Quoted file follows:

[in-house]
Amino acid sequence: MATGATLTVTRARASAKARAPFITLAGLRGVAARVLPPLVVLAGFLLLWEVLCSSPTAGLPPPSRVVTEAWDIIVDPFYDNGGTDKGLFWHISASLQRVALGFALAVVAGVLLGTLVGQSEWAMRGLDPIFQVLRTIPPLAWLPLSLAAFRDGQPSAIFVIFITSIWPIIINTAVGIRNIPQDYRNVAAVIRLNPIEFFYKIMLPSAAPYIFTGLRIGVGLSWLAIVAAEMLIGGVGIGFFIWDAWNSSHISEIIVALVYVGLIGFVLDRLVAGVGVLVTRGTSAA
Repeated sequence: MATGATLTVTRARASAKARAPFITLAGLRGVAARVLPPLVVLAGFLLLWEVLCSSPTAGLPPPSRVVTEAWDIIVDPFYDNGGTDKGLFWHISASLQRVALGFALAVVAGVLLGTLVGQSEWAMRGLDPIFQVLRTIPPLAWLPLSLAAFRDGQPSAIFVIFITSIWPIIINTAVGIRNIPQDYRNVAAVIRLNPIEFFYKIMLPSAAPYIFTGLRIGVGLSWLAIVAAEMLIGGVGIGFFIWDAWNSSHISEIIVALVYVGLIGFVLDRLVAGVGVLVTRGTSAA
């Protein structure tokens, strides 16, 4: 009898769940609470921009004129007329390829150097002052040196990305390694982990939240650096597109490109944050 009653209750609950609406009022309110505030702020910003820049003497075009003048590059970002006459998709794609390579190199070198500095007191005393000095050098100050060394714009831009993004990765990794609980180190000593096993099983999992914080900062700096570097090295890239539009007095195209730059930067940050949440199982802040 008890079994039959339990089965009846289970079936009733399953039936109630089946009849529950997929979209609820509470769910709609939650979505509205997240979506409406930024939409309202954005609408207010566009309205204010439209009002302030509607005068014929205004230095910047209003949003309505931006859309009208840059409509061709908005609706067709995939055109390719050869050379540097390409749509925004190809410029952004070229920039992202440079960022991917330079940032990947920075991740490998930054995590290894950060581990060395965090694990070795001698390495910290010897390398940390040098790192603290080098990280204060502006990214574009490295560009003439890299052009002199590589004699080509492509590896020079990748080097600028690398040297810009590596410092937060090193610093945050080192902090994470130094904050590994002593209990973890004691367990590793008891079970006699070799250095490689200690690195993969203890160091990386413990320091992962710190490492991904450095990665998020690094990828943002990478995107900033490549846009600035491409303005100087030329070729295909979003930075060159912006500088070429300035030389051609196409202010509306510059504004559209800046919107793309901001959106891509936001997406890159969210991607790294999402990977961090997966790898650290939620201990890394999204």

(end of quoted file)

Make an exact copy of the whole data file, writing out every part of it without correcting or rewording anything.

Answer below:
[in-house]
Amino acid sequence: MATGATLTVTRARASAKARAPFITLAGLRGVAARVLPPLVVLAGFLLLWEVLCSSPTAGLPPPSRVVTEAWDIIVDPFYDNGGTDKGLFWHISASLQRVALGFALAVVAGVLLGTLVGQSEWAMRGLDPIFQVLRTIPPLAWLPLSLAAFRDGQPSAIFVIFITSIWPIIINTAVGIRNIPQDYRNVAAVIRLNPIEFFYKIMLPSAAPYIFTGLRIGVGLSWLAIVAAEMLIGGVGIGFFIWDAWNSSHISEIIVALVYVGLIGFVLDRLVAGVGVLVTRGTSAA
Repeated sequence: MATGATLTVTRARASAKARAPFITLAGLRGVAARVLPPLVVLAGFLLLWEVLCSSPTAGLPPPSRVVTEAWDIIVDPFYDNGGTDKGLFWHISASLQRVALGFALAVVAGVLLGTLVGQSEWAMRGLDPIFQVLRTIPPLAWLPLSLAAFRDGQPSAIFVIFITSIWPIIINTAVGIRNIPQDYRNVAAVIRLNPIEFFYKIMLPSAAPYIFTGLRIGVGLSWLAIVAAEMLIGGVGIGFFIWDAWNSSHISEIIVALVYVGLIGFVLDRLVAGVGVLVTRGTSAA
């Protein structure tokens, strides 16, 4: 009898769940609470921009004129007329390829150097002052040196990305390694982990939240650096597109490109944050 009653209750609950609406009022309110505030702020910003820049003497075009003048590059970002006459998709794609390579190199070198500095007191005393000095050098100050060394714009831009993004990765990794609980180190000593096993099983999992914080900062700096570097090295890239539009007095195209730059930067940050949440199982802040 008890079994039959339990089965009846289970079936009733399953039936109630089946009849529950997929979209609820509470769910709609939650979505509205997240979506409406930024939409309202954005609408207010566009309205204010439209009002302030509607005068014929205004230095910047209003949003309505931006859309009208840059409509061709908005609706067709995939055109390719050869050379540097390409749509925004190809410029952004070229920039992202440079960022991917330079940032990947920075991740490998930054995590290894950060581990060395965090694990070795001698390495910290010897390398940390040098790192603290080098990280204060502006990214574009490295560009003439890299052009002199590589004699080509492509590896020079990748080097600028690398040297810009590596410092937060090193610093945050080192902090994470130094904050590994002593209990973890004691367990590793008891079970006699070799250095490689200690690195993969203890160091990386413990320091992962710190490492991904450095990665998020690094990828943002990478995107900033490549846009600035491409303005100087030329070729295909979003930075060159912006500088070429300035030389051609196409202010509306510059504004559209800046919107793309901001959106891509936001997406890159969210991607790294999402990977961090997966790898650290939620201990890394999204």